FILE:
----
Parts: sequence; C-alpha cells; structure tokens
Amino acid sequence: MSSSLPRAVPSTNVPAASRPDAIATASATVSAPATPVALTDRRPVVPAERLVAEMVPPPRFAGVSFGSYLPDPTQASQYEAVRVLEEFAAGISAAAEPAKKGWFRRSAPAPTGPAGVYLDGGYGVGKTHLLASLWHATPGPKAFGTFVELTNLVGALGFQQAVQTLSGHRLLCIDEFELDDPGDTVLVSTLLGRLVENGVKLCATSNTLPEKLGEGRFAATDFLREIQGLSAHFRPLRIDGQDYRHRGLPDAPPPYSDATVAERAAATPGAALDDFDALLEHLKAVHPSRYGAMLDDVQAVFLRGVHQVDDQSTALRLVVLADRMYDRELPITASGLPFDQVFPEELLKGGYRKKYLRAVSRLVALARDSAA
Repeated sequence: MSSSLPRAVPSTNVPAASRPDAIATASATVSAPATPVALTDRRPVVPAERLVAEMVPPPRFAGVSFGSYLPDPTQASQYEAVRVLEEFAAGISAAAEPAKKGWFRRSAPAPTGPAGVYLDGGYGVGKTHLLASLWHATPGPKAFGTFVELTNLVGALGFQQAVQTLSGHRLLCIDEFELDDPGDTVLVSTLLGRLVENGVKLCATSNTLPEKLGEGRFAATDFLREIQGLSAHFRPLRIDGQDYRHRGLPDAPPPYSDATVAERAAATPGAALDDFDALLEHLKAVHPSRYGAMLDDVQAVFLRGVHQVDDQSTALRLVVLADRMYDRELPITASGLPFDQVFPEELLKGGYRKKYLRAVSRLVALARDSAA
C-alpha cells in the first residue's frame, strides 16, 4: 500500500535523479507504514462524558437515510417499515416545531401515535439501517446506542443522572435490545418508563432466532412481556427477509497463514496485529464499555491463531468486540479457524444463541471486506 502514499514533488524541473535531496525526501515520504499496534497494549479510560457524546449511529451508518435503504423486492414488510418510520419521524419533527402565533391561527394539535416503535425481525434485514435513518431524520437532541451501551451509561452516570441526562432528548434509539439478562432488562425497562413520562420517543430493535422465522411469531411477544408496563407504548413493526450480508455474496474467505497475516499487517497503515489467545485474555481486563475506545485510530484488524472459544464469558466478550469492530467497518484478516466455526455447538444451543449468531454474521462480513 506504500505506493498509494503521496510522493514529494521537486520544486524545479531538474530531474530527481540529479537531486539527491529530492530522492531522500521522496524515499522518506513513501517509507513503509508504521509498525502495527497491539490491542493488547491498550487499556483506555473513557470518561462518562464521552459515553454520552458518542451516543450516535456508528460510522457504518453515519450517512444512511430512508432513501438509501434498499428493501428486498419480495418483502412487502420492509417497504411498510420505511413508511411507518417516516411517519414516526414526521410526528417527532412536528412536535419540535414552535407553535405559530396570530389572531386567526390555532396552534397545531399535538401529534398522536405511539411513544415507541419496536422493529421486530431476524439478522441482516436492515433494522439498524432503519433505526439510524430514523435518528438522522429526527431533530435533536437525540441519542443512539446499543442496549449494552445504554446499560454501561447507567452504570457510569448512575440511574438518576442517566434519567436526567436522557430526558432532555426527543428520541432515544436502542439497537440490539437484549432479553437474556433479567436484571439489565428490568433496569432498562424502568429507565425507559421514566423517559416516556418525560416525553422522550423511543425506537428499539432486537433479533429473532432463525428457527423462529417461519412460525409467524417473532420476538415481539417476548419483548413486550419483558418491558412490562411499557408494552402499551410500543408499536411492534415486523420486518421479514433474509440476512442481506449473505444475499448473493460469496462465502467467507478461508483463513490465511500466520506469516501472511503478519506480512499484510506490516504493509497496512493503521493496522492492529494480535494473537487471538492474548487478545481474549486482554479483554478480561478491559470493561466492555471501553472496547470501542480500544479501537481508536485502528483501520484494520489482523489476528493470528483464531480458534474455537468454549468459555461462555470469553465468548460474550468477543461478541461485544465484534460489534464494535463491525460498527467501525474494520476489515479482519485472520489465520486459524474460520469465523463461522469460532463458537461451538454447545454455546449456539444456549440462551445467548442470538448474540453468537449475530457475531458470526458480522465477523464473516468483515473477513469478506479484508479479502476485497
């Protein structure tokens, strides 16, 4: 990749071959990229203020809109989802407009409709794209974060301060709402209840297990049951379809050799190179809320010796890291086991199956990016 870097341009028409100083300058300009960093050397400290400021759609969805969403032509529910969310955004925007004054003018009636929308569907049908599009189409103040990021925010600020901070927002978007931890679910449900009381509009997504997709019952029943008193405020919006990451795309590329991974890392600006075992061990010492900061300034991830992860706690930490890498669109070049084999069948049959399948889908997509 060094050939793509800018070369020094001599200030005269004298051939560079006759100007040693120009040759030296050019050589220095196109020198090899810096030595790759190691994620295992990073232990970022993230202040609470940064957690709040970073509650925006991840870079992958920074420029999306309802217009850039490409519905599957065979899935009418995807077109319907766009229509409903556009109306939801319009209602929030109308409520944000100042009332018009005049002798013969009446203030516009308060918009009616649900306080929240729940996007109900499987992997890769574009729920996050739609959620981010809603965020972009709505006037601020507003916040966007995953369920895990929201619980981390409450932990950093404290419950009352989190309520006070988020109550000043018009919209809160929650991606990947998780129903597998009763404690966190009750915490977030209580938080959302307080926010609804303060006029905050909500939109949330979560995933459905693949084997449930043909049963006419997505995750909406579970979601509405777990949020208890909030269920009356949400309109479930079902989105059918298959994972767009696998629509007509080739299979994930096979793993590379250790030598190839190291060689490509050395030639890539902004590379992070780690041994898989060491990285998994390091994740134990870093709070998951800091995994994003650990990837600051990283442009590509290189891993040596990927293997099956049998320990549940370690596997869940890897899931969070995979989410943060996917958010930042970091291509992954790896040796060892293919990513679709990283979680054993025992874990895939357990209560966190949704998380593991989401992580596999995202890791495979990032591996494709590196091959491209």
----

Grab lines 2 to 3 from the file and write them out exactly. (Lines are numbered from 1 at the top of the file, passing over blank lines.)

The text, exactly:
Amino acid sequence: MSSSLPRAVPSTNVPAASRPDAIATASATVSAPATPVALTDRRPVVPAERLVAEMVPPPRFAGVSFGSYLPDPTQASQYEAVRVLEEFAAGISAAAEPAKKGWFRRSAPAPTGPAGVYLDGGYGVGKTHLLASLWHATPGPKAFGTFVELTNLVGALGFQQAVQTLSGHRLLCIDEFELDDPGDTVLVSTLLGRLVENGVKLCATSNTLPEKLGEGRFAATDFLREIQGLSAHFRPLRIDGQDYRHRGLPDAPPPYSDATVAERAAATPGAALDDFDALLEHLKAVHPSRYGAMLDDVQAVFLRGVHQVDDQSTALRLVVLADRMYDRELPITASGLPFDQVFPEELLKGGYRKKYLRAVSRLVALARDSAA
Repeated sequence: MSSSLPRAVPSTNVPAASRPDAIATASATVSAPATPVALTDRRPVVPAERLVAEMVPPPRFAGVSFGSYLPDPTQASQYEAVRVLEEFAAGISAAAEPAKKGWFRRSAPAPTGPAGVYLDGGYGVGKTHLLASLWHATPGPKAFGTFVELTNLVGALGFQQAVQTLSGHRLLCIDEFELDDPGDTVLVSTLLGRLVENGVKLCATSNTLPEKLGEGRFAATDFLREIQGLSAHFRPLRIDGQDYRHRGLPDAPPPYSDATVAERAAATPGAALDDFDALLEHLKAVHPSRYGAMLDDVQAVFLRGVHQVDDQSTALRLVVLADRMYDRELPITASGLPFDQVFPEELLKGGYRKKYLRAVSRLVALARDSAA